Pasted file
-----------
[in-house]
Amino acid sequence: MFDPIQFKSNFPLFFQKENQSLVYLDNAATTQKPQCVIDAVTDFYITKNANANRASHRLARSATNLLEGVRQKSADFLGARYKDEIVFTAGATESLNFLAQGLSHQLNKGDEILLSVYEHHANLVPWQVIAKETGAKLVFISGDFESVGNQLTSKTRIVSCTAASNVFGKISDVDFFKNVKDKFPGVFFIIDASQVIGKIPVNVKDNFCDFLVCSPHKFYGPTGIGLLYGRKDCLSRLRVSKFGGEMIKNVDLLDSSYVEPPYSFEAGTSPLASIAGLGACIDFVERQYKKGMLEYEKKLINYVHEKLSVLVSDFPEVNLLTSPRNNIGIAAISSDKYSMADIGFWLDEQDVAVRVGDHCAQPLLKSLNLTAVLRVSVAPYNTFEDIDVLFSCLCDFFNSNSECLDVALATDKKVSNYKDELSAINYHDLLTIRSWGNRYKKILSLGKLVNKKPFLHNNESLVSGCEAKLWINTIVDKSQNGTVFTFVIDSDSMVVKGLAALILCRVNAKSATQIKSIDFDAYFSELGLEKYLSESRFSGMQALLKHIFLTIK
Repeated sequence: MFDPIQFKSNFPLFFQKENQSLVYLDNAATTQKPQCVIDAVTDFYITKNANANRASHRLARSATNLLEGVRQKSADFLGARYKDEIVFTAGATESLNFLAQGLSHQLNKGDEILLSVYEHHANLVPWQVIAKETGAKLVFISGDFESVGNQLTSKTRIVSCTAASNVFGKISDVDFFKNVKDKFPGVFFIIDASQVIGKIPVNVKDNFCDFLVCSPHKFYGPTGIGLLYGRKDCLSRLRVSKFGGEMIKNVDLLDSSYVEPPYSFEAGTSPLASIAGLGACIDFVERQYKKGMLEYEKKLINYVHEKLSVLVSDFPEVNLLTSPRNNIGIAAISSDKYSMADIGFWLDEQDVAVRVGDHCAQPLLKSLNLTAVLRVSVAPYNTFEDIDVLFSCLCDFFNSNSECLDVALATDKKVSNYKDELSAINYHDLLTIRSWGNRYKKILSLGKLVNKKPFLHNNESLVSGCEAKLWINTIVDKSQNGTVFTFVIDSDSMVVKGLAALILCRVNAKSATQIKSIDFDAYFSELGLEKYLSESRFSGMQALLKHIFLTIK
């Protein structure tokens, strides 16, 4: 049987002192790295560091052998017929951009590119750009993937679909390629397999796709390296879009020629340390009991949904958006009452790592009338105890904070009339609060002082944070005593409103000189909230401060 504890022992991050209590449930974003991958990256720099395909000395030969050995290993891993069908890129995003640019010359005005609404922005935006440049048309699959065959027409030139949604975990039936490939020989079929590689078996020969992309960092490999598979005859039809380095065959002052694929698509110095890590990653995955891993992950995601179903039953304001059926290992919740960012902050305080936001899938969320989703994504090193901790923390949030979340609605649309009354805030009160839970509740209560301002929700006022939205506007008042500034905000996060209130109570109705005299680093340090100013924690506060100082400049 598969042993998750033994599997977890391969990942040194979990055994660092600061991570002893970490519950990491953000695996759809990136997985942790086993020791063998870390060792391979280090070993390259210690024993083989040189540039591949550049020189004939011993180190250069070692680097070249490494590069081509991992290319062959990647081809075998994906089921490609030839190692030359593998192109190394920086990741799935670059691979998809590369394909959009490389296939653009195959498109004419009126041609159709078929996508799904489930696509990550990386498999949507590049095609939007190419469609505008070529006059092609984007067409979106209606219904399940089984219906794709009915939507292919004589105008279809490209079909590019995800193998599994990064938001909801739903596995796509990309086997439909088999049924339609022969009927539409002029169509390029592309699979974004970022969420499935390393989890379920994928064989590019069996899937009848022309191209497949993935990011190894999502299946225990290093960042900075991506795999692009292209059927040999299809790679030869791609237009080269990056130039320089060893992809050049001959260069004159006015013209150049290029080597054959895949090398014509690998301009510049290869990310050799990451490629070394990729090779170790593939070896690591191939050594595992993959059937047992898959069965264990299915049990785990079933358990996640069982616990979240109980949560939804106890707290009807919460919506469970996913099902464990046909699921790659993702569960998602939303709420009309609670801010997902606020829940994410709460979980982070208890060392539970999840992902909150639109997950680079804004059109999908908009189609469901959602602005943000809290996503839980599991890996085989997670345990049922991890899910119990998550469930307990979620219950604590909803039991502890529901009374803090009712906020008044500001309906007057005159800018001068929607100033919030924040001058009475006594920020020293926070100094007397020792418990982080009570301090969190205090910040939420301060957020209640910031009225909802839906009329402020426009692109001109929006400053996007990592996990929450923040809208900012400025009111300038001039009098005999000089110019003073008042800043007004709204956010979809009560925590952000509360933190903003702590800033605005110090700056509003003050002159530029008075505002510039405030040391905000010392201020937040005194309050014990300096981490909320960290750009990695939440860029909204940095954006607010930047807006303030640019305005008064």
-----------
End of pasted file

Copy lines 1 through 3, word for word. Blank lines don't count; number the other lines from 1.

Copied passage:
[in-house]
Amino acid sequence: MFDPIQFKSNFPLFFQKENQSLVYLDNAATTQKPQCVIDAVTDFYITKNANANRASHRLARSATNLLEGVRQKSADFLGARYKDEIVFTAGATESLNFLAQGLSHQLNKGDEILLSVYEHHANLVPWQVIAKETGAKLVFISGDFESVGNQLTSKTRIVSCTAASNVFGKISDVDFFKNVKDKFPGVFFIIDASQVIGKIPVNVKDNFCDFLVCSPHKFYGPTGIGLLYGRKDCLSRLRVSKFGGEMIKNVDLLDSSYVEPPYSFEAGTSPLASIAGLGACIDFVERQYKKGMLEYEKKLINYVHEKLSVLVSDFPEVNLLTSPRNNIGIAAISSDKYSMADIGFWLDEQDVAVRVGDHCAQPLLKSLNLTAVLRVSVAPYNTFEDIDVLFSCLCDFFNSNSECLDVALATDKKVSNYKDELSAINYHDLLTIRSWGNRYKKILSLGKLVNKKPFLHNNESLVSGCEAKLWINTIVDKSQNGTVFTFVIDSDSMVVKGLAALILCRVNAKSATQIKSIDFDAYFSELGLEKYLSESRFSGMQALLKHIFLTIK
Repeated sequence: MFDPIQFKSNFPLFFQKENQSLVYLDNAATTQKPQCVIDAVTDFYITKNANANRASHRLARSATNLLEGVRQKSADFLGARYKDEIVFTAGATESLNFLAQGLSHQLNKGDEILLSVYEHHANLVPWQVIAKETGAKLVFISGDFESVGNQLTSKTRIVSCTAASNVFGKISDVDFFKNVKDKFPGVFFIIDASQVIGKIPVNVKDNFCDFLVCSPHKFYGPTGIGLLYGRKDCLSRLRVSKFGGEMIKNVDLLDSSYVEPPYSFEAGTSPLASIAGLGACIDFVERQYKKGMLEYEKKLINYVHEKLSVLVSDFPEVNLLTSPRNNIGIAAISSDKYSMADIGFWLDEQDVAVRVGDHCAQPLLKSLNLTAVLRVSVAPYNTFEDIDVLFSCLCDFFNSNSECLDVALATDKKVSNYKDELSAINYHDLLTIRSWGNRYKKILSLGKLVNKKPFLHNNESLVSGCEAKLWINTIVDKSQNGTVFTFVIDSDSMVVKGLAALILCRVNAKSATQIKSIDFDAYFSELGLEKYLSESRFSGMQALLKHIFLTIK